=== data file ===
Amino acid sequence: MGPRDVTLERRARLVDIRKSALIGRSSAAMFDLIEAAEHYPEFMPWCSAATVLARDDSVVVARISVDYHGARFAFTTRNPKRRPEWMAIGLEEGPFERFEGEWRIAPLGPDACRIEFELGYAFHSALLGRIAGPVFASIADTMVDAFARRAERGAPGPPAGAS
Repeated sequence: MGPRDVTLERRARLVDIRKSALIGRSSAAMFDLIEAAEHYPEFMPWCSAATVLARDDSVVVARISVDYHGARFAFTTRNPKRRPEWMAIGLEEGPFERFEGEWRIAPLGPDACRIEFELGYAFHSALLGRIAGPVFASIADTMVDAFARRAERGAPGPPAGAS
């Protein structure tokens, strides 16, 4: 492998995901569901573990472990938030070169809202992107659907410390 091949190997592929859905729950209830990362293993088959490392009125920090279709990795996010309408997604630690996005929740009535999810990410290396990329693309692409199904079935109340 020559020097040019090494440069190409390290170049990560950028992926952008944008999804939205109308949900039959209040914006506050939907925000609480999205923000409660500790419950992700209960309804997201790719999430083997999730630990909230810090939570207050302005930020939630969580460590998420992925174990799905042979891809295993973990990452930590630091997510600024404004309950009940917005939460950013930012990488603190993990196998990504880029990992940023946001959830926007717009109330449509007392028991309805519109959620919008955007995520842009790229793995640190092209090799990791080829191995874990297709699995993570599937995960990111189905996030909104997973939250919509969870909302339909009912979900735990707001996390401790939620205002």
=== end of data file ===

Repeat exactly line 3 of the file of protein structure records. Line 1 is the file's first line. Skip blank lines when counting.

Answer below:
């Protein structure tokens, strides 16, 4: 492998995901569901573990472990938030070169809202992107659907410390 091949190997592929859905729950209830990362293993088959490392009125920090279709990795996010309408997604630690996005929740009535999810990410290396990329693309692409199904079935109340 020559020097040019090494440069190409390290170049990560950028992926952008944008999804939205109308949900039959209040914006506050939907925000609480999205923000409660500790419950992700209960309804997201790719999430083997999730630990909230810090939570207050302005930020939630969580460590998420992925174990799905042979891809295993973990990452930590630091997510600024404004309950009940917005939460950013930012990488603190993990196998990504880029990992940023946001959830926007717009109330449509007392028991309805519109959620919008955007995520842009790229793995640190092209090799990791080829191995874990297709699995993570599937995960990111189905996030909104997973939250919509969870909302339909009912979900735990707001996390401790939620205002």